I’ve always been an early riser, ever since I was a kid. Sometimes I would watch the hazy sun rise above the horizon, or lay in the quiet and listen to the peaceful sighs of my fellow classmates in deep, restful sleep. I had more time then the others to soak in the steamy shower, more food to choose from in the opening hours of the cafeteria, more time to see the earth wake up before my eyes. The sleepy hours of the morning, when the gears of the world were preparing to turn for the busy day ahead, were my best times.

So when I opened my eyes that quiet Sunday morning, the first thing I did was squint with both tired and ready eyes at the digital clock across the room; it read just a minute before seven o’clock on November 23rd, 2321. I slipped off my bed, creeping carefully and quietly to the farthest wall in the room. The door was cracked slightly ajar, conducting steam between its bulk and the length of the wall. It seemed someone beat me to the showers this morning. Ah, well, no difference either way. One kid wouldn’t hurt the moment.

I gently pulled the door open, letting the steam release and evaporate silently into the room. I then stepped in and removed my boxers, throwing them into the laundry chute. Shoot and score. I put myself in a shower stall, set the door shut, and carefully turned the faucet until I found the right temperature. I sat on the slippery bench with a sigh of relief and awakening, grabbed the vanilla shampoo, and poured some on my mud-colored hair.

About a minute of scrubbing through my hair, a screen of light appeared on the glass of the fogging door. It was a TV, requesting as always whether or not I would like to catch up with the news in the shower. It would give either a readable or hearable podcast while you lathered up with soap in the shower. I suppose it was helpful for those on the go, but for me it was an interruption more then anything. I pressed my soapy finger lightly on the NO option, thus turning the screen back to normal glass. I rinsed my hair out, soaped and rinsed my body, and turned the faucet off before stepping out of the stall. Finally, I grabbed a towel to dry my hair and body and dressed myself in The Academy Uniform: a blue blazer atop a white collared shirt, black jeans, black socks and dress shoes, and white gloves with The Academy crest; a black snake with gleaming white eyes set on a blue octagon.

I trotted down the steps to the cafeteria with a calm but quick rhythm. The cafeteria was three floors below our common room, which would normally be annoying to go down with a crowd, but in the mornings the stairs were almost always clear, save for a few early risers like me.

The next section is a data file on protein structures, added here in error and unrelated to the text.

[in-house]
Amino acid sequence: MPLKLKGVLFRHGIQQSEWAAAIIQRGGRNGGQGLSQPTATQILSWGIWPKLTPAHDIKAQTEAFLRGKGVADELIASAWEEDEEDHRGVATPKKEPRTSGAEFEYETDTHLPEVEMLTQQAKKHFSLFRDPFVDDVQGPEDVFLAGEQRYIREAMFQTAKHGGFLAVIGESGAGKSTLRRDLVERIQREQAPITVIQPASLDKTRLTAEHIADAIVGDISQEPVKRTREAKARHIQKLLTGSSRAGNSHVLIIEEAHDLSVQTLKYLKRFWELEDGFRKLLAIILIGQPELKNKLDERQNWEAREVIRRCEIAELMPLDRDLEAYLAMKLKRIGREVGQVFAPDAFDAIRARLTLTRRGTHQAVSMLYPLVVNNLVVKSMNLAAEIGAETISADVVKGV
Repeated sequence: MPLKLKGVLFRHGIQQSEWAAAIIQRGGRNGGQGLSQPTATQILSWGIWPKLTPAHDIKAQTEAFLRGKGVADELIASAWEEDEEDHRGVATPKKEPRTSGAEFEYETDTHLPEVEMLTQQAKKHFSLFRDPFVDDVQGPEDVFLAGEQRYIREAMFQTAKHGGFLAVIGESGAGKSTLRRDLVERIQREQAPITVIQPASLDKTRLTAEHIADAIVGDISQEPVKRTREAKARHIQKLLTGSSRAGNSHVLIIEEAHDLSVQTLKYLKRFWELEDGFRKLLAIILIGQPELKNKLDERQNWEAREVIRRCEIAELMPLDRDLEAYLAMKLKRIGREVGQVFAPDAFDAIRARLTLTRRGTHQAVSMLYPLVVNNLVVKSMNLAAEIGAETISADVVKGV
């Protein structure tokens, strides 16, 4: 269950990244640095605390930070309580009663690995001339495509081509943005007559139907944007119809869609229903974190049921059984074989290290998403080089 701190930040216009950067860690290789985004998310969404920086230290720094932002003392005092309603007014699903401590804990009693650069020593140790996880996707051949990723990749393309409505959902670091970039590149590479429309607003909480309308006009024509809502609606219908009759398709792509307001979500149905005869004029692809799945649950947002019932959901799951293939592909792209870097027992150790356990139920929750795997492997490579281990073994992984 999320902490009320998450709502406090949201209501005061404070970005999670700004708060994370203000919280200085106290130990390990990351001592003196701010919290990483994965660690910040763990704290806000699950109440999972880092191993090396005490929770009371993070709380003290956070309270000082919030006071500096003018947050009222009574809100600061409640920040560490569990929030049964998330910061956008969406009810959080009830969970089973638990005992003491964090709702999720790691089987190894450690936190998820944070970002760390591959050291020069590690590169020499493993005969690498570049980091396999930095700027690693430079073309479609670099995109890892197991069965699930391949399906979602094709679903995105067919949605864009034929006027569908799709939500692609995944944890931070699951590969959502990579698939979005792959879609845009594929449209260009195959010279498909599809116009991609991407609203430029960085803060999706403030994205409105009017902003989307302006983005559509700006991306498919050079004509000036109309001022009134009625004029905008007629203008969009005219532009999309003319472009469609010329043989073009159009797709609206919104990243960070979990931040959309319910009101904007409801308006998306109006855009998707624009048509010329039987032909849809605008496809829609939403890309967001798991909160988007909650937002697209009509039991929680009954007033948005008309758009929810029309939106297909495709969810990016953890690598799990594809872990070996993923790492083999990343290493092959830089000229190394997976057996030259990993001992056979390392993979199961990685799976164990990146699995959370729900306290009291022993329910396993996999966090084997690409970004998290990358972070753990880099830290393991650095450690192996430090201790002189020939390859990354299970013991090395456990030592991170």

Once I had my breakfast in hand (scrambled eggs with cheese, wheat toast, and pork sausages), I took a seat in The Lobby, an almost-royal section of the cafeteria normally crowded by my fellow senior class, but empty in the earlier hours, even on Sundays. There were leather couches, a fancy carpet, a coffee bar, and a grand piano for the musically gifted. My only company was a kid that I think was in my Geometry class. What was his name? Bobby? Maybe it was Robby? I could never remember.

“Morning.” The kid peeked up from his textbook to greet me.

“How you doing?” I replied nonchalantly.

“Ah, decent. Tired,” he smiled lightly. “But still decent.”

“That’s good at least. By the way, I prefer Ryker.”

“Sorry, mate. Won’t happen again.”

We sat in silence from there on. I gobbled down my breakfast while Bobby or Robby continued studying, occasionally nibbling on his croissant. I left without a word once I finished my meal. The kid was kind quiet, not one to hold conversation. I’d go do something else for a while.

I knew the halls of The Academy like the back of my hand. In the three years time that I had attended this place, I never really established a place to sit at lunch or a place to hang out with the few friends I had. Because of this, I did a lot of walking to just watch the world pass by or to think about life. So when I found a secret place of my own in The Academy when I was just a freshman, my walking days were over. I found a personal sanctuary, one that nobody else, not even my best friend, knew about. Well, if anyone did, they would’ve revealed their whereabouts by now.